Adjunct Professors Face Increasing Challenges
However, not all professors have a steady, one-job income, as there have been some trends that have risen in which more and more adjunct (sometimes referred to as “part time,” as differing universities define it differently) professors are having to work multiple jobs.
This especially applies if they have been unable to find full-time work in their field in a tenure-track position. Instead, they end up teaching part time, with no guarantee of a university hiring them back for the following semester, according to Barb Hess, the California University APSCUF chapter president.
APSCUF is the union for Pennsylvania state universities, including California University. It stands for Association of Pennsylvania State College and University Faculties.
According to a 2009 article entitled “Who are the Part Time Faculty?” published by the American Association of University Professors, adjunct professors now make up approximately 48 percent of their respective college faculties, compared to just 30 percent in 1975.
While this may not seem significant, comparisons of average salaries show a more significant difference between the full time and adjunct faculty.
The average base salary for a full time tenure-track professor, according to the above article, was $65,407. In contrast, adjunct faculty members received $11,160.
For the latter, this shows the need for these inviduals to work more than one job.
Although colleges can use their adjunct faculties differently, at state colleges, they are allowed and encouraged to join the full time professors union, according to Barb Hess, president of APSCUF, California University’s professors union.
“What colleges have been trying to do in recent years to cut cost and not pay faculty as much,” Hess said, who also teaches math at Cal.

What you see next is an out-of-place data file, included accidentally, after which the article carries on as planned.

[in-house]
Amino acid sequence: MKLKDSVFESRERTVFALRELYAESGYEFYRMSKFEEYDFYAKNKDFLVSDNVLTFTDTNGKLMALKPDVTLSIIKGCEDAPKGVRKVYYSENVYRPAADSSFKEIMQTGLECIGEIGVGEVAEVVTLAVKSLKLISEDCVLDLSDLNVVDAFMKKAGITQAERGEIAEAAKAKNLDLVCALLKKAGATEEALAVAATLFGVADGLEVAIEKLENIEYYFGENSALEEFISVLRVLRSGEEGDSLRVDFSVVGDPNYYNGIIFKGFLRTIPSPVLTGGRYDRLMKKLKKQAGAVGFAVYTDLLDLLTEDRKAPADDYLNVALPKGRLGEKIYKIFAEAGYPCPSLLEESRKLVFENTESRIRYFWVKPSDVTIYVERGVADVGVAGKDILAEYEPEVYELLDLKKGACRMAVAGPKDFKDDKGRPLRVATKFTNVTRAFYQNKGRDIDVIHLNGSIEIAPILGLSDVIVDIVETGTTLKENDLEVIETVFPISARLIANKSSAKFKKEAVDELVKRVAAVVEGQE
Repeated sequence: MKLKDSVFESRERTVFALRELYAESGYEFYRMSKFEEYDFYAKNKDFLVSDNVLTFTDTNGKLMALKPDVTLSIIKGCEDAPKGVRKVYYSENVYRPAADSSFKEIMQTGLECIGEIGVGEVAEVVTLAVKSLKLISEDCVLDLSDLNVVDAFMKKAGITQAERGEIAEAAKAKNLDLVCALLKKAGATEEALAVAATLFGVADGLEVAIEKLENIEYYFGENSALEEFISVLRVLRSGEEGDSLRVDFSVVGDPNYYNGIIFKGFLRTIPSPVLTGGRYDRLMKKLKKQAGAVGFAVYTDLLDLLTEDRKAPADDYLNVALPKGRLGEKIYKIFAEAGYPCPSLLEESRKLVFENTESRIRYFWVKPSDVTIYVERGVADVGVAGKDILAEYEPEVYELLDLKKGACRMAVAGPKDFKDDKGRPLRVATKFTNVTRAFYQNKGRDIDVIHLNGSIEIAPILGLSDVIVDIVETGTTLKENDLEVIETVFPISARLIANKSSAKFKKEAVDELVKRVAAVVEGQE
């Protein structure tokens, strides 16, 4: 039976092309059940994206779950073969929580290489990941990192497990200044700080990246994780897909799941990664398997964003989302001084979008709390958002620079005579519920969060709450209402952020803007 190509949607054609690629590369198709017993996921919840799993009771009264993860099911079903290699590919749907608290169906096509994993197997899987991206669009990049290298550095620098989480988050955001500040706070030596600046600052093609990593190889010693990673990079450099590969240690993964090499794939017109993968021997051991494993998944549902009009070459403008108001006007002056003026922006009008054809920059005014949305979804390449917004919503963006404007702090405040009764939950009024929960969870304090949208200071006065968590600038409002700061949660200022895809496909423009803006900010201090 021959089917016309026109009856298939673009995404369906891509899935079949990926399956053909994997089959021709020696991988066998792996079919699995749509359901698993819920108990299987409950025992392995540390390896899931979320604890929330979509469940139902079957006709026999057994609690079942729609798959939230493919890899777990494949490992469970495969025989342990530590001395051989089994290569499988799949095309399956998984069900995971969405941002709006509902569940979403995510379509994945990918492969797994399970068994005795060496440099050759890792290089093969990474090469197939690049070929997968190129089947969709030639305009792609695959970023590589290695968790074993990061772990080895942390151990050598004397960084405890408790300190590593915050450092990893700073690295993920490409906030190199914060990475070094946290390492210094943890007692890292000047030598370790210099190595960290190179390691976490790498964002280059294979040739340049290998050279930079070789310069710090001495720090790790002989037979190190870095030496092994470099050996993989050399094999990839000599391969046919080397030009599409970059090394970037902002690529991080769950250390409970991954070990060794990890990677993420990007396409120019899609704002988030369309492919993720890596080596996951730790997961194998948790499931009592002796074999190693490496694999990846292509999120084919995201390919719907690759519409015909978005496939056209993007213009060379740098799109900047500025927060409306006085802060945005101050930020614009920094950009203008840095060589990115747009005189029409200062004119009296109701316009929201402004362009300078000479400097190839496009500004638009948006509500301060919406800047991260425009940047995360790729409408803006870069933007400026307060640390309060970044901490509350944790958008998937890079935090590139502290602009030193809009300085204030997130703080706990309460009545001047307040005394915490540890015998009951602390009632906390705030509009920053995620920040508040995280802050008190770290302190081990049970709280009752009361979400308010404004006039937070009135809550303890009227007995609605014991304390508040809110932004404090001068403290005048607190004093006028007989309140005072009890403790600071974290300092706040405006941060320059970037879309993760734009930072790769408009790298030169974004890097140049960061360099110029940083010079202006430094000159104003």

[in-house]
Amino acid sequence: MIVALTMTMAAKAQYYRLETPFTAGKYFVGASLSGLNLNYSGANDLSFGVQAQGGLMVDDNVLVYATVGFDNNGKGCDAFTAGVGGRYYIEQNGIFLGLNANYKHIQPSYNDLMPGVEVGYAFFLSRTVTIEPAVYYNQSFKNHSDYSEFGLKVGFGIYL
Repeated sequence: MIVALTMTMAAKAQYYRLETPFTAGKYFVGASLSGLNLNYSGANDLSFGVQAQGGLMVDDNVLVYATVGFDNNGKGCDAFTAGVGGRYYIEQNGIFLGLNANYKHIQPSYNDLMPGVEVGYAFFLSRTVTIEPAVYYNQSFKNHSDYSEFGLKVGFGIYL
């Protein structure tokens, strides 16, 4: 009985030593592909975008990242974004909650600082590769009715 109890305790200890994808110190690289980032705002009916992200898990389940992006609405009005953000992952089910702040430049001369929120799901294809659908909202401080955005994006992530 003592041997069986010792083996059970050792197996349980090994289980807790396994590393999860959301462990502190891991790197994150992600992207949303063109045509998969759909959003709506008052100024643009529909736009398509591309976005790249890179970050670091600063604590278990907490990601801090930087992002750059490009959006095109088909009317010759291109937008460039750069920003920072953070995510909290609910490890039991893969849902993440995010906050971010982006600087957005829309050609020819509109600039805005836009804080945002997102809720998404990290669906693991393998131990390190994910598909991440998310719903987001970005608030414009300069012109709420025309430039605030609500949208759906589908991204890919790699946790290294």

Hess said that although they may be trying eliminate some of their costs, it is not fair to a professor who may not be a part of their respective union.
According to Hess, adjuncts at California University have the option to join the faculty union but are not required to.
“We [the union] have been trying to prevent this practice of cost-cutting,” Hess said.
Hess also said that the union stops the university from only hiring adjunct faculty to teach classes.
To join the APSCUF union, faculty need to fill out a form stating the acceptance for the union dues to be drawn from the person’s paycheck.
Although adjunct professors have the option to join APSCUF, some choose not to. A California University adjunct who is not part of APSCUF spoke about this issue.
John Float, an adjunct professor of math, works many teaching jobs to get by.
He teaches at California University’s main campus, CCAC Boyce campus in Monroeville, as well as at University of Pittsburgh, Greensburg campus. He is also enrolled in classes for his doctorate of education at the latter.
“Mondays are the only day that I drive to all three campuses,” he said. “However, last fall I drove to all three schools four days a week.”
Float said when he travels to all three campuses, he will put on more than 100 miles on his car, an older Honda Civic.
During that semester, he worked approximately about twice the time that full-time professors teach. He would begin teaching at 8 a.m. and finish teaching his night class at 9:45 p.m. that same night, according to Float.
He then finishes any grading for classes before he begins work on his doctor of education degree, which can vary from day to day.